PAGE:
The study was conducted in all four local municipalities (Port St Johns/Nyadeni, Mhlontlo, King Sabata Dalindyebo and Ingquza Hill), in the Oliver Reginald District, in the Eastern Cape, South Africa, which covers a total area of 12 096 km2 and is located at 31° 34' 00'' S and 28° 46' 00'' E. There is no current data on the seroprevalence and associated risk factors across a wide array of domestic animals and the potential contribution each species plays to human infection in the district. Various factors within the Eastern Cape contribute to the need to assess the risk of toxoplasmosis within the district namely: the type of farming practised, the climatic conditions, informal slaughter and consumption of animals without meat inspection, the high HIV/AIDS prevelance and the harsh socio-economics of the region. The study area consists of mainly rural and peri-urban areas, which have a highly variable climate, mainly characterised by wet (subtropical) and arid (steppe) agro-ecological regions. It has one of the highest proportions of agricultural households without income (32.2%) and is the leading province in terms of livestock ownership (Lehohla 2013). The district accounts for 21.3% of the number of HIV positive people in the province, which has one of the highest HIV/AIDS prevalence rates, of 25.2% (19.8-31.5)95%, in the country (Human Sciences Research Council 2018).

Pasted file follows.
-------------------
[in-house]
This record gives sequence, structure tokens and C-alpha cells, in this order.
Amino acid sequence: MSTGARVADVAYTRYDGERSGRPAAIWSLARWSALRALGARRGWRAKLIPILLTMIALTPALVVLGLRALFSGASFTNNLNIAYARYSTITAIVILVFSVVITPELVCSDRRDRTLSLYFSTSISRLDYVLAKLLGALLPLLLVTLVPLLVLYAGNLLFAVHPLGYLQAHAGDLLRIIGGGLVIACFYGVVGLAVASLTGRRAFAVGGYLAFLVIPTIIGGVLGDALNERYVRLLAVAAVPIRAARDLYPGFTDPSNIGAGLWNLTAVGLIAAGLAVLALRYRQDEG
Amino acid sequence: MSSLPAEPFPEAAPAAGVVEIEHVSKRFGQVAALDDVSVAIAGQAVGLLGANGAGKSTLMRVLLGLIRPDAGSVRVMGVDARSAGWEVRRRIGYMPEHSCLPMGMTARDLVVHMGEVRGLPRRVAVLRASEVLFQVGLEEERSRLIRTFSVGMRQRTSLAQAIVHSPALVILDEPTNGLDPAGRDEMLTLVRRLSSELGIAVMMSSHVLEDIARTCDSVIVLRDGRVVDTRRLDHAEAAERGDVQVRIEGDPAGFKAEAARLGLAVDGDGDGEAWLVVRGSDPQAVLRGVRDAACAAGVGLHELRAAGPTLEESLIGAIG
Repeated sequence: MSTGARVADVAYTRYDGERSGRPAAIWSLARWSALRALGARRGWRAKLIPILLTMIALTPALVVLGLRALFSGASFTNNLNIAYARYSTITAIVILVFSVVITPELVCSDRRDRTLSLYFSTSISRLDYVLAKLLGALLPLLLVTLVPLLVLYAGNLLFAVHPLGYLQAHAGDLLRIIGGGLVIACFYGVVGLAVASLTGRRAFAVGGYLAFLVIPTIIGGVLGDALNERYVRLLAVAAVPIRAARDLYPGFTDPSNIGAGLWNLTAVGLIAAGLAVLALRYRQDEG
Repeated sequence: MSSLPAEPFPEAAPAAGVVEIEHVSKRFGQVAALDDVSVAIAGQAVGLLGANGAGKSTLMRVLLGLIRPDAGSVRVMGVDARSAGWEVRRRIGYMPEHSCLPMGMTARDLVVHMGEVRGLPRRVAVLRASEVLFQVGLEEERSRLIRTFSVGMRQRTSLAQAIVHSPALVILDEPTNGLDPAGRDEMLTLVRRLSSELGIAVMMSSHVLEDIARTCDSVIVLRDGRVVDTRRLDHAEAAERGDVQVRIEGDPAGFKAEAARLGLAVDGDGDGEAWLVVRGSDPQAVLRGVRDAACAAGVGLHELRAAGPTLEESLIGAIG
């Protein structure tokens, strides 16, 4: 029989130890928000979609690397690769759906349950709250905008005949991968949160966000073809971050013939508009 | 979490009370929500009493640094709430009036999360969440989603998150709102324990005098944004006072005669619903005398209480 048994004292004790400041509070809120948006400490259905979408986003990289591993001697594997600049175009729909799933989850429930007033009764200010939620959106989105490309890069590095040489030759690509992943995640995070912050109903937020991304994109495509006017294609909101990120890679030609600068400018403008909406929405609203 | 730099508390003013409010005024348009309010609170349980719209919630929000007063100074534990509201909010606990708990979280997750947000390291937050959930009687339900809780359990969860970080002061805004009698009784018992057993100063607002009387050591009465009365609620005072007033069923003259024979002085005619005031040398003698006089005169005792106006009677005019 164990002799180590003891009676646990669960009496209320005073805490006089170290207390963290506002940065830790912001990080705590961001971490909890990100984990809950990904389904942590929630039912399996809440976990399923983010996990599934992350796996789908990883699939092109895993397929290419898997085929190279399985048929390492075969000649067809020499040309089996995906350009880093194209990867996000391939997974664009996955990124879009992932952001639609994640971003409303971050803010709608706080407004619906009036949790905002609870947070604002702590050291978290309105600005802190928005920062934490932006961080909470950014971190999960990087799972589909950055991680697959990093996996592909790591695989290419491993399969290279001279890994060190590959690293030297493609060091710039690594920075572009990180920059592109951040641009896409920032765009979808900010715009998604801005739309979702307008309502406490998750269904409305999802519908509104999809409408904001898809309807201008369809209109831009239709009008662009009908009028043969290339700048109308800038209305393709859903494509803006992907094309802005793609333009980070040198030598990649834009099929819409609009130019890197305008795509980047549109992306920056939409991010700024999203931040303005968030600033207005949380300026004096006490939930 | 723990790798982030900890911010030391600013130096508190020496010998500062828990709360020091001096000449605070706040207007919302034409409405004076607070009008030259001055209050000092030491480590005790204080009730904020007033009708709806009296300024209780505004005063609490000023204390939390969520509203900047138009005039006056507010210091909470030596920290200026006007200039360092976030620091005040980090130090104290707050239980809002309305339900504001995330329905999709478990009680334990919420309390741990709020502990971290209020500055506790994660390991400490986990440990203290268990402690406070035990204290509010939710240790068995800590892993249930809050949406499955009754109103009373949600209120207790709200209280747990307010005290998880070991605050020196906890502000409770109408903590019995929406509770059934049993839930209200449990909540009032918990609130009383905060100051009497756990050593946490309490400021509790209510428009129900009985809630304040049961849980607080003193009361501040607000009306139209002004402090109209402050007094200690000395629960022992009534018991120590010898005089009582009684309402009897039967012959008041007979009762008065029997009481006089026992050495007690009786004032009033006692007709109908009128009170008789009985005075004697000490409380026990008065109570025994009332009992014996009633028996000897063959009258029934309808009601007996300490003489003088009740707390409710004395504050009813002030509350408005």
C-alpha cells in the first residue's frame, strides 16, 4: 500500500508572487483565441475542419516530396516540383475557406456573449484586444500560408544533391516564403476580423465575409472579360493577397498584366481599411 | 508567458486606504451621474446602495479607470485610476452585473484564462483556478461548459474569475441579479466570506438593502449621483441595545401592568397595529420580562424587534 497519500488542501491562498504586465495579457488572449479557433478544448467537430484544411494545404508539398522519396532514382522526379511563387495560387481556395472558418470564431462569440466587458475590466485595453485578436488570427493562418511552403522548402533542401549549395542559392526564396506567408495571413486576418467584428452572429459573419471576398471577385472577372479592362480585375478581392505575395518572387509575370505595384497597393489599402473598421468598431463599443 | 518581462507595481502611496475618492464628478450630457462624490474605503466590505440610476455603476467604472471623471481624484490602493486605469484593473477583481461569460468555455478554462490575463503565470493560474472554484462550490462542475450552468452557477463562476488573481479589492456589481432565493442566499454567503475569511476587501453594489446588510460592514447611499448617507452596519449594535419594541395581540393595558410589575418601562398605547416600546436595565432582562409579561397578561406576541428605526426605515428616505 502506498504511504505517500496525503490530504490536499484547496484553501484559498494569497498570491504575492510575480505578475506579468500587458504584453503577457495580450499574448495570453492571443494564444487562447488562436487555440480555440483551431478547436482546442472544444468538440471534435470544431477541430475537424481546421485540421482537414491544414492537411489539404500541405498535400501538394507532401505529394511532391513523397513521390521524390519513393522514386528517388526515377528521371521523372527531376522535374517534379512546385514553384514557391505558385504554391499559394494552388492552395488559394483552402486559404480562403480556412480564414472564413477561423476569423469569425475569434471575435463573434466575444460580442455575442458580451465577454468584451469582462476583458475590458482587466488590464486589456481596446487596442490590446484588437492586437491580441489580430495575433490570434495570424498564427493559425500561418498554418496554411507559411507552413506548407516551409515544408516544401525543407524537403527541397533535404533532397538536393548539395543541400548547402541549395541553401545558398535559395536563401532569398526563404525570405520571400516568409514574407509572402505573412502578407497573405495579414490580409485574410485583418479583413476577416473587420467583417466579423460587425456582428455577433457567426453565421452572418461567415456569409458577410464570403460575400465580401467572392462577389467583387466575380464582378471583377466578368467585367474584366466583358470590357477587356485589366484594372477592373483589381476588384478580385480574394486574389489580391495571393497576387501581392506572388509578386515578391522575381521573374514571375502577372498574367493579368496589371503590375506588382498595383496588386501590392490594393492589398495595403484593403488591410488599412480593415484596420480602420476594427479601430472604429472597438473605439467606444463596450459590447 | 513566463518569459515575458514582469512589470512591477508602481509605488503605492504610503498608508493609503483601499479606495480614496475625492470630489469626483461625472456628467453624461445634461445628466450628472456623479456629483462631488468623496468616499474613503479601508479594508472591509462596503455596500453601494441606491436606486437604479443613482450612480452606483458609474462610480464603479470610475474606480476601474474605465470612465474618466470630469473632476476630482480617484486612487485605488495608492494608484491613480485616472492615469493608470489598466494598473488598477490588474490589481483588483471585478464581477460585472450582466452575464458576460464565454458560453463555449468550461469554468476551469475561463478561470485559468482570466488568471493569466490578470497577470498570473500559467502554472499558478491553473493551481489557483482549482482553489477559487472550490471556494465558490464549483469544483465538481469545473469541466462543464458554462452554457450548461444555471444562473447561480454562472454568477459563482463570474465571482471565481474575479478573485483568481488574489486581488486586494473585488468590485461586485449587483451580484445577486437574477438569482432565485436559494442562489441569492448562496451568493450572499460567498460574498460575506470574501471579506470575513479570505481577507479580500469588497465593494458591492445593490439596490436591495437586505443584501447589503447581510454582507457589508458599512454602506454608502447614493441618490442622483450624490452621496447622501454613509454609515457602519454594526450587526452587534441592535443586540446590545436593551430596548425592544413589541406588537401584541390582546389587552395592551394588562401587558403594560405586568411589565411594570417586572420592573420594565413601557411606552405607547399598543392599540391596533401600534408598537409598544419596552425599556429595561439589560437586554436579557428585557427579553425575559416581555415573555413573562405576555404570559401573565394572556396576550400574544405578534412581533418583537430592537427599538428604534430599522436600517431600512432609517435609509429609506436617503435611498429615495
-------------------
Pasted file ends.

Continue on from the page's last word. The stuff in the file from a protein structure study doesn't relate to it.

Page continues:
A cross-sectional study design was conducted between June and October 2016 and venous blood samples were randomly collected from 601 domestic animals in 150 households from a target population of 278 250 indigent households (Eastern Cape Socio Economic Consultative Council 2017). The sample size determination for detection of disease for each of the five species under study was calculated using an expected disease prevalence threshold of 3% with a confidence level of 95%. The formula used for sample size determination is:

where n is the sample size, α is the accepted level of error (also considered as 1 - confidence) and P is the expected prevalence (Dohoo, Martin & Stryhn 2009). Thus, at least 100 samples were collected per species. To avoid any design effect resulting from intra-cluster correlation, only one sample from each species was taken from each household. Animals were randomly selected and the inclusion criteria for the different animal species sampled were animals present at routine community visits by veterinary officials during primary animal health campaigns. Samples were transferred to the laboratory on ice and following overnight refrigeration, serum was separated by centrifugation and stored at -20 °C in eppendorf tubes until analysis.


All collected animal serum samples were tested for IgM/IgG antibodies against T. gondii using a commercial latex agglutination test, (Toxoreagent® RST701) according to the LAT manufacturer's instructions (Toxoreagent®, Mast Group, United Kingdom). Agglutination at 1:64 or higher was regarded as positive except in chickens, where titres of 1:32 were regarded as positive (Hussien, Alfaki & Hussein 2016; Zia-Ali et al. 2007).